New-found Stardom

Looking back, the small-town sensibility has always been an integral part of Indian advertising. It's just that with the advent of a mass medium like television, it's been pushed into the limelight. “The small-town boy has always been cheered in other creative arts. It's only in advertising that he was conspicuously low-profile,” says KS Sridhar of Leo Burnett. During the formative years of Indian advertising, the industry was dominated by city-bred, English-speaking, foreign-educated copywriters and creative directors - a function of a market that catered to a more sophisticated, westward-looking consumer.

Now while this established the 'South Bombay' school of advertising, the fact remains that art talent in the industry still came from smaller towns - think Arun Kolatkar, Gangadharan Menon - many typically graduates from the JJ School of Art. “It's only with the arrival of television that writers with a pan-Indian view (Piyush Pandey, who did the Sunlight and Luna commercials, for instance) emerged, writers with both English and language capabilities,” says Sridhar. The turning point, he feels, was the success of Indian TV serials like Hum Log and Yeh Jo Hai Zindagi, and ad campaigns like 'Mile sur mera…' and Hamaara Bajaj. “The guy from Lucknow always existed in Indian advertising,” he adds. “Back then he was paid peanuts and did the thankless job of translation. Today he attends client briefings and earns as much as the chap from Malabar Hill. That's the only change.” Ramki agrees: “Now he's in the thick of things as his contribution to Indian advertising is being appreciated.”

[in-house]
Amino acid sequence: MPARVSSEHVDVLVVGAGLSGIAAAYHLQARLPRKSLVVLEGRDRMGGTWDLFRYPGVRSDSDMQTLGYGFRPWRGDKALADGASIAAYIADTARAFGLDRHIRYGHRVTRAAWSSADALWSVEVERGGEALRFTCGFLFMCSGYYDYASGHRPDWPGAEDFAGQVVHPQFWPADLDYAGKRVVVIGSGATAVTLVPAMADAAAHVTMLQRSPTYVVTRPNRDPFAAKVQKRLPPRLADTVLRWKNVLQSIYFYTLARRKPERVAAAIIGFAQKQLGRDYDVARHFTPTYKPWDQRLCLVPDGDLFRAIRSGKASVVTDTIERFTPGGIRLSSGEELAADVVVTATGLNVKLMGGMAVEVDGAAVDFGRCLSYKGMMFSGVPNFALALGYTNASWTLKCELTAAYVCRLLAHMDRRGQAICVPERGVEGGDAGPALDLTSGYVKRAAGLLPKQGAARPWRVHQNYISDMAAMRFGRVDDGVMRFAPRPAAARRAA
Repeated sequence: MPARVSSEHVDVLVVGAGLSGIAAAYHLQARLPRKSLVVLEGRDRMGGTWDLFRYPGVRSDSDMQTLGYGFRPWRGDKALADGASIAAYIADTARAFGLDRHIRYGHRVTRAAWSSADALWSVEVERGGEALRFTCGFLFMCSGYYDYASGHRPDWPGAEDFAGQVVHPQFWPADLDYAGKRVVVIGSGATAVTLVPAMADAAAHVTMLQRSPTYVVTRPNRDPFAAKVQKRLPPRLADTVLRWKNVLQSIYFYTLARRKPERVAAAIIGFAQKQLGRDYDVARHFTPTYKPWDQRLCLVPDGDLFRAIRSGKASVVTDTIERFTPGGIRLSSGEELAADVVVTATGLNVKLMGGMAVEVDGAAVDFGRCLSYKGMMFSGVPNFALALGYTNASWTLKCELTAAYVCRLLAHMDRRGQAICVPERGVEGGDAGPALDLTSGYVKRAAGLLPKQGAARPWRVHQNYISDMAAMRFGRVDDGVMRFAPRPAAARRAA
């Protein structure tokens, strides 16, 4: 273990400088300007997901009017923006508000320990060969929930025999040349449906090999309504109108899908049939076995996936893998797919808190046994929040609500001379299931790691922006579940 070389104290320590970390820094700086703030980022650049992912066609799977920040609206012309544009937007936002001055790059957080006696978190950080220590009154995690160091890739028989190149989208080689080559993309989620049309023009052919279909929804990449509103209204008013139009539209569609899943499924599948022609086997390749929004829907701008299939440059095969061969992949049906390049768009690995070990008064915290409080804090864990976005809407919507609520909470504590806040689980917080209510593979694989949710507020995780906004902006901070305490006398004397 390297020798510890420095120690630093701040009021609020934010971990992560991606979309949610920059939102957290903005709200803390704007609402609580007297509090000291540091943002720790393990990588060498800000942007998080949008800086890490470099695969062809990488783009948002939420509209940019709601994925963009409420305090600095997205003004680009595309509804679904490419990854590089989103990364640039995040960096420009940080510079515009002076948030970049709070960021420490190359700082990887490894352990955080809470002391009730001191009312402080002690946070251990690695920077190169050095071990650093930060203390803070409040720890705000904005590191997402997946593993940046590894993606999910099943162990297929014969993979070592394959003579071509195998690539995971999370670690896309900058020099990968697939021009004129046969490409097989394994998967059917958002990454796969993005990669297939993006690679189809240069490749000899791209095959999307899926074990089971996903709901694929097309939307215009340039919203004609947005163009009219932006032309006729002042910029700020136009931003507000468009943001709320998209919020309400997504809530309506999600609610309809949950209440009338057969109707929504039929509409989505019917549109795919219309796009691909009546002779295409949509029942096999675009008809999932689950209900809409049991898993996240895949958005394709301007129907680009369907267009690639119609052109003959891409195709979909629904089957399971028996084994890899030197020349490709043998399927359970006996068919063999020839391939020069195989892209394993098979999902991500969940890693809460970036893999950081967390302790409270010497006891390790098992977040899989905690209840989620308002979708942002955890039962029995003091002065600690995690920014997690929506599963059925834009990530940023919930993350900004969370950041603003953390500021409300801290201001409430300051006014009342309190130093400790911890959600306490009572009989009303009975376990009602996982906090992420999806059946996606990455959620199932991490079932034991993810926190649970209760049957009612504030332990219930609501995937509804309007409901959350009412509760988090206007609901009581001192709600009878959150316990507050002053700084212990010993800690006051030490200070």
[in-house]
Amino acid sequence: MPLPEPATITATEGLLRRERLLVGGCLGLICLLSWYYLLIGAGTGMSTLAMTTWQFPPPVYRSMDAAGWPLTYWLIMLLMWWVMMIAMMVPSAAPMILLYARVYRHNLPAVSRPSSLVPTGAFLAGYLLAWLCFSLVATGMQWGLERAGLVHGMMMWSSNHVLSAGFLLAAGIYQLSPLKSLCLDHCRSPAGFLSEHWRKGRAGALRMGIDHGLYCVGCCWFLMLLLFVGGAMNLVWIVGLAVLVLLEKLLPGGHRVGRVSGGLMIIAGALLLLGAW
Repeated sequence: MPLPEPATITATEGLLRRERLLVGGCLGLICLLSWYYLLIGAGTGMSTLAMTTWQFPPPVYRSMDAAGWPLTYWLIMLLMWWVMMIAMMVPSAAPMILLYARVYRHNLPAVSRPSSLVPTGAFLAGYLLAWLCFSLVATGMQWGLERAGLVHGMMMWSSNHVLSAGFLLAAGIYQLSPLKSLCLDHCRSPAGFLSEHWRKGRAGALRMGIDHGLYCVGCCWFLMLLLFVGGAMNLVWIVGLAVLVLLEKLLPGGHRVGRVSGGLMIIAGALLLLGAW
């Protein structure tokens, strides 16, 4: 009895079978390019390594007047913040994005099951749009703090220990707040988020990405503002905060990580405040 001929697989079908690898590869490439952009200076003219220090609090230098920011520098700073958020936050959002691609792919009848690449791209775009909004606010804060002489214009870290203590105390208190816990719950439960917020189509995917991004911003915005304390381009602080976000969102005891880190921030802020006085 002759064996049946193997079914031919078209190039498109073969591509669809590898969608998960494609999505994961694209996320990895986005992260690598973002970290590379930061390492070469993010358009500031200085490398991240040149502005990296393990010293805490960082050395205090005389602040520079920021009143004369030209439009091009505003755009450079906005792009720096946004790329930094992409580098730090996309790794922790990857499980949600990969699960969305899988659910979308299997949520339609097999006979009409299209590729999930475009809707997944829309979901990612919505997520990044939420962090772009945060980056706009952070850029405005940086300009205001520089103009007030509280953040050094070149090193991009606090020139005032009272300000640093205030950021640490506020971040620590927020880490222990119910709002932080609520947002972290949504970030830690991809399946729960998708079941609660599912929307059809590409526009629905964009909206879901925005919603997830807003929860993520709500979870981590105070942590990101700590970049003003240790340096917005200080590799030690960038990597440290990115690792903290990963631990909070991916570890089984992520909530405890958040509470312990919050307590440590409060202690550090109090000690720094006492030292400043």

What's interesting here is that the small-town boys of yore produced some of the most sophisticated art to complement the South Bombay style that they were supposedly never a part of. Just goes to show that no matter where it hails from, good talent instinctively knows what's in demand and what will work in the market.